5. OutofDate1980

    OutofDate1980 Android Expert
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    I note the CAC was up nicely, it appears the capitalist are voting with their money. :hahaha:
     
  6. Richard Stallman

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    Now only if Americans were smart enough to elect a socialist president or at least the equivalent of a Social Democrat. Unfortunately I don't think that's going to happen anytime soon.
     
  7. persim

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    We already did that in 2008, not working out too well.
     
  8. Richard Stallman

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    No, we didn't. Obama is far from either a true Socialist or social Democrat.
     
  9. persim

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    From the Wiki:

    Social democracy supports legal entitlements in social rights for citizens. These are made up of universal access to public services such as: workers' compensation, universal health care, universal education, and other services such as child care and care for the elderly.

    If this doesn't describe our current president's ideology, I'm not sure what does.


    Following this political board for a while and occasionally posting in it, I have come to the conclusion that most people are set in their beliefs pretty firmly. No matter how many articles are referenced to make one's point, there is always a counter reference that rebuts it.

    You appear to want a socialist president and I do not. Nothing you or I say will probably ever change each others minds so I will not debate it. I think this is just a complete difference in opinion on how the world should work. We happen to disagree and I am glad we have the ability to do that. But that doesn't stop me from being scared to death that someone like you is out there and wants the US to run this way.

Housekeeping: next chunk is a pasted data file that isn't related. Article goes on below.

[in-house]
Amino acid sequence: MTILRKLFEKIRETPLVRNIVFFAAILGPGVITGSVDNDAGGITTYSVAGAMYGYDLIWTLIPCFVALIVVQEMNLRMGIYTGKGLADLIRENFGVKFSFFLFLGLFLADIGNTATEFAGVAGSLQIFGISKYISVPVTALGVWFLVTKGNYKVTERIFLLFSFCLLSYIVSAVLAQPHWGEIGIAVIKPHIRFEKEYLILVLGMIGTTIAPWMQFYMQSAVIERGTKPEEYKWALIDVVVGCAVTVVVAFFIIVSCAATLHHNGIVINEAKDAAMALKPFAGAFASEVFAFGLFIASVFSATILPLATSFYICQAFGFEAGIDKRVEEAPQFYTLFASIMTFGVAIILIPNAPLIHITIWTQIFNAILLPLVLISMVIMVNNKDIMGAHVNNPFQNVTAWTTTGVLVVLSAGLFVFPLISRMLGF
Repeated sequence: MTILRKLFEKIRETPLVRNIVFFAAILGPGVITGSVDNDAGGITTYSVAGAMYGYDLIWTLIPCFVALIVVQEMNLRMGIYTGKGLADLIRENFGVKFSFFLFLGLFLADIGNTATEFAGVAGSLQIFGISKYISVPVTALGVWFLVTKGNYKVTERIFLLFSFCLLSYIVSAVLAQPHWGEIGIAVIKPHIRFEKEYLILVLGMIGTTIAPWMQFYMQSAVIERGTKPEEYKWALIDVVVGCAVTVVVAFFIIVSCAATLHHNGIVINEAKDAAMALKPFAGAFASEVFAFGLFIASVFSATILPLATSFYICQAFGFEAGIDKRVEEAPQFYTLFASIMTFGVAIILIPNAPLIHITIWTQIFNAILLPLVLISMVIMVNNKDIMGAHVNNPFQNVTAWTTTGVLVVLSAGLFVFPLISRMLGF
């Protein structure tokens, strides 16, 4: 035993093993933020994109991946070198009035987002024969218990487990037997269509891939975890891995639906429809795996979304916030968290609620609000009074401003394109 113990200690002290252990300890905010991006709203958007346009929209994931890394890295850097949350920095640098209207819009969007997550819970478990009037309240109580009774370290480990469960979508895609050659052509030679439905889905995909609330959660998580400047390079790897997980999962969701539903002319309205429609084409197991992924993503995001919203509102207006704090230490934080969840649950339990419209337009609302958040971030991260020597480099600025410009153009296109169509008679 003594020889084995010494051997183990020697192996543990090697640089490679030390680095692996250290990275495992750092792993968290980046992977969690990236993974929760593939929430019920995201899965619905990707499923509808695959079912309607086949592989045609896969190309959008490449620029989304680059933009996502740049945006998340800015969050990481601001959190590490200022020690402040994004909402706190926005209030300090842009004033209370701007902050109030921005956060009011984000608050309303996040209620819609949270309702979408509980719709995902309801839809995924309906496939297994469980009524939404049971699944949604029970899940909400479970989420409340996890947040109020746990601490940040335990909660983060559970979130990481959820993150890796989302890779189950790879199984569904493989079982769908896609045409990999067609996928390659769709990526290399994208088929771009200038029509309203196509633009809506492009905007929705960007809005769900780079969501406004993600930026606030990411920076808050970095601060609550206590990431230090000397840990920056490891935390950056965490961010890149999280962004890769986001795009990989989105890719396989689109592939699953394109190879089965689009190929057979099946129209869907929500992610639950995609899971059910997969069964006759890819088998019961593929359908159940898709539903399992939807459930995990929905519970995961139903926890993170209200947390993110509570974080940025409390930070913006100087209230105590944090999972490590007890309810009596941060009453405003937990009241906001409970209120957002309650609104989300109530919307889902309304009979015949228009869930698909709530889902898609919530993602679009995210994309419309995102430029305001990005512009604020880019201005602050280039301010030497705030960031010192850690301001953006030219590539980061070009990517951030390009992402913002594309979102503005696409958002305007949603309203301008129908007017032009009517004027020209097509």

Back to topic, I'm not exactly sure how Francois Hollande being president now changes anything or instills hope. France still has a population that barely wants to work and is not willing to enact the austerity measures needed to see it through it's current economic problems. Calls for taxing the rich at 75% may have got him elected but it is certainly not a cure and the people will find this out soon enough.
     
  10. copestag

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    this is the problem that most socialists fail to recognize....... and most democrats as well

    eventually you run out of other peoples money to spend........ if you taxed the 'rich' at 100% you still wouldnt cover the bills
     
  11. OutofDate1980

    OutofDate1980 Android Expert
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    The problem most national socialist fail to recognize, as well as most republicans is that impoverishing the population will cause society and governments to fail.